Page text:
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"STEP UP, SPEAK UP"
Witness Cooperation Campaign Launched in Philadelphia

02/01/06

FBI Philadelphia Assistant Special Agent in Charge Ron Hosko
Ron Hosko, Assistant Special Agent in Charge of the FBI office in Philadelphia, speaks at the press conference announcing the campaign, flanked by Philadelphia Police Commissioner Sylvester Johnson (left) and John Appledorn, President of the Philadelphia citizen's Crime Commission.

Imagine what would happen if citizens grew too afraid or intimidated to report crime to law enforcement and to testify at criminal trials.

We'll tell you what would happen: many dangerous criminals would never be caught or prosecuted...community crime rates would increase...and the integrity of our nation's criminal justice system would be undermined.

Unfortunately, the intimidation of witnesses has been a growing problem in some cities around the nation, including Philadelphia, where T-shirts with the slogans "Stop Snitching" and "Don't Talk 2 Police" have become popular around the city and have even been worn in court.

Concerned, the FBI office in Philadelphia decided to take action. On 1/30, it joined with public and private organizations in launching an educational campaign to encourage crime witnesses to come forward with information.

The campaign—called Step Up, Speak Up, "Take the Big Step"—includes:

  • A resource guide that lists phone numbers and websites that area citizens can use to report crime (often anonymously) and to get witness assistance;
  • Public service announcements to encourage citizens to step forward with information and billboards that will show victims of local unsolved murders;
  • Free Step Up, Speak Up T-shirts for the youth of Philadelphia; and
  • Law enforcement officials who can speak at town halls and other public meetings about the important role witnesses play in reducing violent crime.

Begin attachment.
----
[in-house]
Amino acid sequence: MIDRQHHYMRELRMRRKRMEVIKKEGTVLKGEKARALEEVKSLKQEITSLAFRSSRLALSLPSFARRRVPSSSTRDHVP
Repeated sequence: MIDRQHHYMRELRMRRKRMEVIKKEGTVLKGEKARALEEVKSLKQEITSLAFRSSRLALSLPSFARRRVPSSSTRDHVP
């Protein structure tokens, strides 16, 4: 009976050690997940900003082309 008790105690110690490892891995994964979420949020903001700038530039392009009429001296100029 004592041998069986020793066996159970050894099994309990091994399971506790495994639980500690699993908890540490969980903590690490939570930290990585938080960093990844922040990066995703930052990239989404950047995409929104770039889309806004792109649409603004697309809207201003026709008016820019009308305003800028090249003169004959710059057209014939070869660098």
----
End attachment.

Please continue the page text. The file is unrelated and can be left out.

U.S. Attorney Patrick Meehan of the Eastern District of Philadelphia also said the U.S. Department of Justice will fund relocation services for non-federal witnesses in the city to help curb intimidation.

Our partners in this campaign include: The Philadelphia Police Department, the U.S. Attorney's Office for the Eastern District of Pennsylvania, the Philadelphia District Attorney's Office, and the Philadelphia office of the Bureau of Alcohol, Tobacco, Firearms, and Explosives, as well as faith-based and civic organizations like Mothers in Charge, the School District of Philadelphia, and the Citizen's Crime Commission and businesses like Clear Channel Outdoors and the Philadelphia Daily News, which is publishing the resource guide as a free supplement in its newspapers.

We hope to expand the program, which was created by our Community Outreach Unit in Philadelphia, to other cities around the nation.

Final words. We can't say it strongly enough: whether you live in Philadelphia or elsewhere in the U.S., the FBI and its partners count on your help in stepping forward to report crime and to serve as witnesses in court. You can and do make a difference.

Resources: Resource Guide | FBI Philadelphia website